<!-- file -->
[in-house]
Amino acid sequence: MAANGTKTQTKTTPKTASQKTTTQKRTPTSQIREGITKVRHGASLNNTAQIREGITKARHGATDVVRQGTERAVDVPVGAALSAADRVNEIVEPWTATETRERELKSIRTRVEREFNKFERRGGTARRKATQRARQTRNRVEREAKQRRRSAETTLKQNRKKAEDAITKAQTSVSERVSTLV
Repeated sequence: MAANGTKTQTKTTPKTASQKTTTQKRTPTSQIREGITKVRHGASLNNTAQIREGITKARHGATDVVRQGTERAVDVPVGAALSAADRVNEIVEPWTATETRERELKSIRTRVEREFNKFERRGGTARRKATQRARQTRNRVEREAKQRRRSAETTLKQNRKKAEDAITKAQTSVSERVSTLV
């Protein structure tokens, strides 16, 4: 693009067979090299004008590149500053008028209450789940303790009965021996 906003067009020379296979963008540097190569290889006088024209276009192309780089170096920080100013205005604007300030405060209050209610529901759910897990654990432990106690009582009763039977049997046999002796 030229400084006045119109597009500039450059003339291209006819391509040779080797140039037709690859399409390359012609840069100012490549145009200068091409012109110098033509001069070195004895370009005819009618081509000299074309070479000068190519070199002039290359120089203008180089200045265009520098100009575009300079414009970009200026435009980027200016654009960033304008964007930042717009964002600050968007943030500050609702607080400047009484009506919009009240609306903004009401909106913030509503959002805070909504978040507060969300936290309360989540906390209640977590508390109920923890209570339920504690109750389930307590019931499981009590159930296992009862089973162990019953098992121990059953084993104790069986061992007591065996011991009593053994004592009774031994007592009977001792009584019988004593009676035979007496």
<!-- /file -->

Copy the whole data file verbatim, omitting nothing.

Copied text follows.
[in-house]
Amino acid sequence: MAANGTKTQTKTTPKTASQKTTTQKRTPTSQIREGITKVRHGASLNNTAQIREGITKARHGATDVVRQGTERAVDVPVGAALSAADRVNEIVEPWTATETRERELKSIRTRVEREFNKFERRGGTARRKATQRARQTRNRVEREAKQRRRSAETTLKQNRKKAEDAITKAQTSVSERVSTLV
Repeated sequence: MAANGTKTQTKTTPKTASQKTTTQKRTPTSQIREGITKVRHGASLNNTAQIREGITKARHGATDVVRQGTERAVDVPVGAALSAADRVNEIVEPWTATETRERELKSIRTRVEREFNKFERRGGTARRKATQRARQTRNRVEREAKQRRRSAETTLKQNRKKAEDAITKAQTSVSERVSTLV
């Protein structure tokens, strides 16, 4: 693009067979090299004008590149500053008028209450789940303790009965021996 906003067009020379296979963008540097190569290889006088024209276009192309780089170096920080100013205005604007300030405060209050209610529901759910897990654990432990106690009582009763039977049997046999002796 030229400084006045119109597009500039450059003339291209006819391509040779080797140039037709690859399409390359012609840069100012490549145009200068091409012109110098033509001069070195004895370009005819009618081509000299074309070479000068190519070199002039290359120089203008180089200045265009520098100009575009300079414009970009200026435009980027200016654009960033304008964007930042717009964002600050968007943030500050609702607080400047009484009506919009009240609306903004009401909106913030509503959002805070909504978040507060969300936290309360989540906390209640977590508390109920923890209570339920504690109750389930307590019931499981009590159930296992009862089973162990019953098992121990059953084993104790069986061992007591065996011991009593053994004592009774031994007592009977001792009584019988004593009676035979007496």